The next question deals with hassle. If you don’t want any hassle, again, that mutual fund is pretty attractive. If you are willing to deal with a lot of hassle in order to be able to drive your friends and family past your property and have the greatest control over your investment and taxes, then direct real estate is for you. You can reduce some of the hassles by hiring them out, but every time you pay someone else to do something, you lose some control over how it is done and your return is reduced by the fees. This is one reason that many real estate investors think they’re getting outsized returns — because they’re not counting in the value of their time buying the property, managing the property, and selling the property.
For Accredited Investors: Private REITs, Crowdfunded Syndications & Direct Syndications
If you’re willing to deal with some hassle, but still don’t want a second job, the rest of the chart is for you. It basically comes down to your accreditation status (accredited investors either have $1M in investments or make > $200K/year), how much you have available per investment (while still maintaining a reasonable level of diversification), and whether or not you like picking your own properties. Most funds and syndications aren’t available to unaccredited investors, so their only options are the private REITs available from online crowdfunding companies. The properties in these REITs are much smaller than those in the big publicly-traded REITs and there are usually fewer of them. You may not have the economies of scale either and so fees may add up too. But in reality, you’re investing in different assets. Instead of huge malls and massive apartment complexes, you might have a collection of single-family homes, triplexes, and tiny strip malls.
If you are accredited and like picking your own properties, you are likely looking for syndicated deals, where a large number of investors pool their money to buy a property. Going directly to syndicators generally requires a higher investment than going through crowdfunding companies. If you do not wish to pick your own properties or think you just aren’t any good at it, then you’re probably more interested in a real estate fund. Minimums on these tend to be high, so if you can’t meet them and maintain diversification, your only options are access funds which will lower your minimum investment in exchange for an additional layer of fees, and the private REITs.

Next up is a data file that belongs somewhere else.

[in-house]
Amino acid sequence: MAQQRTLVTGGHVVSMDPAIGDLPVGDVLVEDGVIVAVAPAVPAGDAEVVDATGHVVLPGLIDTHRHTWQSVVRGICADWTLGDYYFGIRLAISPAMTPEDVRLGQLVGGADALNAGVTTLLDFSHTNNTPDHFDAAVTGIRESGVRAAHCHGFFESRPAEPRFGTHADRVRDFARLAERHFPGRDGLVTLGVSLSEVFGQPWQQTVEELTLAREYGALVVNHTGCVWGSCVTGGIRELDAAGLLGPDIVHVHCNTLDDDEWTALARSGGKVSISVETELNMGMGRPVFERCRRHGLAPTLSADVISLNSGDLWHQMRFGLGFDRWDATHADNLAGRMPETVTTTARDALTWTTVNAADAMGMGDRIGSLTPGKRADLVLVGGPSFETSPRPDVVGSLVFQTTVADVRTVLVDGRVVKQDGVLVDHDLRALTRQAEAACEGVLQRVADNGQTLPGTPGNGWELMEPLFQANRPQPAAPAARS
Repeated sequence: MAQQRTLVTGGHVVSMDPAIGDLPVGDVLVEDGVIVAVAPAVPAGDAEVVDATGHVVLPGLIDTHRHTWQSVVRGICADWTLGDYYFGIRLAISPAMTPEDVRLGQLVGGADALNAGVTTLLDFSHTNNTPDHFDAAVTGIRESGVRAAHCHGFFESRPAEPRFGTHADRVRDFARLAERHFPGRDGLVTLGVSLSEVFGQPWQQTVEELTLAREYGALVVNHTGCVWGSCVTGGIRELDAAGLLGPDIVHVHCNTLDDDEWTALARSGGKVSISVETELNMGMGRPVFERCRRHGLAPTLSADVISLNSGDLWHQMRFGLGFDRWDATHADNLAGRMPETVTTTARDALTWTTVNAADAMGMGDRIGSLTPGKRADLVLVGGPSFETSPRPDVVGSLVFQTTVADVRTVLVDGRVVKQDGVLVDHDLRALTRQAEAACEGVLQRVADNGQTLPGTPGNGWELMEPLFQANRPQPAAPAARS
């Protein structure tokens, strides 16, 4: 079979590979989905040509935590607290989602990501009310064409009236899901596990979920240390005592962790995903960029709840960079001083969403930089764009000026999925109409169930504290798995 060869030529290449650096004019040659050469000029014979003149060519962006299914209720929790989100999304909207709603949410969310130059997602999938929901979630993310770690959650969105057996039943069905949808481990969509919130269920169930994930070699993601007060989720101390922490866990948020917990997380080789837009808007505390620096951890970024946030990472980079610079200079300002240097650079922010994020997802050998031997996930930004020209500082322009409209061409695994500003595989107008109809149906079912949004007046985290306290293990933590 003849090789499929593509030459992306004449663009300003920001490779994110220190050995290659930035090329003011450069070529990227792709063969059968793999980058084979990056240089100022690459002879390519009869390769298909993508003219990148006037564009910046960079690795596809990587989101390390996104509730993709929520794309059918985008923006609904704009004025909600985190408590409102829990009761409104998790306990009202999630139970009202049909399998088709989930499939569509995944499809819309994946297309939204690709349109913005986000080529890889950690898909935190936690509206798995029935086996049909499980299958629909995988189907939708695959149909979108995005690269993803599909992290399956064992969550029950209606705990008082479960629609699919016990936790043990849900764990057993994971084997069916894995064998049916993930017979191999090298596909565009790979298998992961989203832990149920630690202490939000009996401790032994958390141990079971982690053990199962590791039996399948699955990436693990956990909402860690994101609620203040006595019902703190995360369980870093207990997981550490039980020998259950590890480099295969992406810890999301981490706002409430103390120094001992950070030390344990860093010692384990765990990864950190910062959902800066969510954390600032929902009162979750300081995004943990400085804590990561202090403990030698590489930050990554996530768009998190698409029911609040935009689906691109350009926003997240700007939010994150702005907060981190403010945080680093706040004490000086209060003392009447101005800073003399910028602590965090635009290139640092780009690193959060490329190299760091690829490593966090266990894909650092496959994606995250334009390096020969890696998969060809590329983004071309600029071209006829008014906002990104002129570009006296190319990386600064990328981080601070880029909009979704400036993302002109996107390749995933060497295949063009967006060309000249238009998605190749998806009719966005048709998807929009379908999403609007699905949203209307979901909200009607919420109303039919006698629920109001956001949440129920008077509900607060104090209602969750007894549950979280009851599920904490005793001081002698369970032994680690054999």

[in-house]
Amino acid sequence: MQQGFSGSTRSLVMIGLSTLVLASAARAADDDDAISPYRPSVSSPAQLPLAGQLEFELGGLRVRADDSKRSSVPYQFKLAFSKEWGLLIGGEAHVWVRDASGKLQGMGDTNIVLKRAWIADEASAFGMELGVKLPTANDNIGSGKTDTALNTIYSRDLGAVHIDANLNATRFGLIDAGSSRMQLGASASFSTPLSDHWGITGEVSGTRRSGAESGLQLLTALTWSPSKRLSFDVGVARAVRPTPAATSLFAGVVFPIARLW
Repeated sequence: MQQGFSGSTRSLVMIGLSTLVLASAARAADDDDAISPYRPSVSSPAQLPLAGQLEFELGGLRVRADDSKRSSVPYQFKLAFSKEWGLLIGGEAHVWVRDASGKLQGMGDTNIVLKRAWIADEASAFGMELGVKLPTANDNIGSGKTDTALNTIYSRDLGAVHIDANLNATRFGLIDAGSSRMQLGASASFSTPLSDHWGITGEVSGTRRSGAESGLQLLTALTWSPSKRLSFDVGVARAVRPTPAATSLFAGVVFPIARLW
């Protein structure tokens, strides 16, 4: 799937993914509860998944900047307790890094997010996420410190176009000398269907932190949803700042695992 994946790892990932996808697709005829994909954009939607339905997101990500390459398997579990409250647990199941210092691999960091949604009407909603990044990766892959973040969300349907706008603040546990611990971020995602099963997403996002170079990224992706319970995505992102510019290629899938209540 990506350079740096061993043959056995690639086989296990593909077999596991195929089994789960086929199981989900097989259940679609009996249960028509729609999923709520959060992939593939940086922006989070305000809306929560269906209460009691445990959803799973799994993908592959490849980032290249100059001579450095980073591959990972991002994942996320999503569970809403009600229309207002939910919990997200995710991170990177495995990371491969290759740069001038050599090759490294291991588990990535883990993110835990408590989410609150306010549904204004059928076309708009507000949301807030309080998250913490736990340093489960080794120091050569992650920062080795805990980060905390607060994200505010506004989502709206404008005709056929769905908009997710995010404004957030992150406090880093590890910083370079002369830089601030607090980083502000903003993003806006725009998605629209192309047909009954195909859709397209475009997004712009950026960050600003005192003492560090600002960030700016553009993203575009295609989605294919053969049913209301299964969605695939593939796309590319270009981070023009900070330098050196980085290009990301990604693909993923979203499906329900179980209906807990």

Examples of Real Estate Investment Structures
What are some examples of each of these structures? Well, at some point or other, I’ve invested in most of these structures and I currently have affiliate deals with providers of many of them.
- REIT Mutual Fund: Vanguard Real Estate Index Fund Admiral Shares
- Individual Properties/Managers: RoofStock
- Turnkey Real Estate Providers: No recommendations
- Private REITs: Fundrise, RealtyMogul
- Crowdfunded Syndications: Crowdstreet, RealCrowd, Equity Multiple, PeerStreet, Fund that Flip
- Access Funds: CityVest
- Private Funds: Origin, Broadmark, Arixa
You can check out other real estate investing companies from our list, but be aware that due to the long term nature of real estate investments and the difficulty in truly vetting these companies, this list is much more of an “introduction list” than most of our “recommended lists”.
What do you think? How do you invest in real estate and why? Argue your case for your favored method! Comment below!